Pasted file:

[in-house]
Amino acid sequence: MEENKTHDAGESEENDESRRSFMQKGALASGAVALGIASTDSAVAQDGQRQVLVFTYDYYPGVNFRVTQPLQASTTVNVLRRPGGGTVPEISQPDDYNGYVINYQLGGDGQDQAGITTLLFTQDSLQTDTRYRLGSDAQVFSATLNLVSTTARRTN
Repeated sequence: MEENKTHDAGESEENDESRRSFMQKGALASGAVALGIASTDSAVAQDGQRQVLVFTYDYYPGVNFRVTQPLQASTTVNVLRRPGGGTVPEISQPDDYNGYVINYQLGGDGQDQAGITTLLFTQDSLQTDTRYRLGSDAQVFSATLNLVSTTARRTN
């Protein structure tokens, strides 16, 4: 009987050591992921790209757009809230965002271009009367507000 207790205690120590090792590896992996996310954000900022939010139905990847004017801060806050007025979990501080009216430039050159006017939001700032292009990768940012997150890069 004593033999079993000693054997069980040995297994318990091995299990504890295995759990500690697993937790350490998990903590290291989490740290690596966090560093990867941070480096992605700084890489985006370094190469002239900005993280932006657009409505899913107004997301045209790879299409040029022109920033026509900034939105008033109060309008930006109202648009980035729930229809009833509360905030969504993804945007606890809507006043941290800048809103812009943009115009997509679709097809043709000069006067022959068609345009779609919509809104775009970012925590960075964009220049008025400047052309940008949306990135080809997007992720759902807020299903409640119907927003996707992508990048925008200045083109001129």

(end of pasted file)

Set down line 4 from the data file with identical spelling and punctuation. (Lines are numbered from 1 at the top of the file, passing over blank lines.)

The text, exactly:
């Protein structure tokens, strides 16, 4: 009987050591992921790209757009809230965002271009009367507000 207790205690120590090792590896992996996310954000900022939010139905990847004017801060806050007025979990501080009216430039050159006017939001700032292009990768940012997150890069 004593033999079993000693054997069980040995297994318990091995299990504890295995759990500690697993937790350490998990903590290291989490740290690596966090560093990867941070480096992605700084890489985006370094190469002239900005993280932006657009409505899913107004997301045209790879299409040029022109920033026509900034939105008033109060309008930006109202648009980035729930229809009833509360905030969504993804945007606890809507006043941290800048809103812009943009115009997509679709097809043709000069006067022959068609345009779609919509809104775009970012925590960075964009220049008025400047052309940008949306990135080809997007992720759902807020299903409640119907927003996707992508990048925008200045083109001129």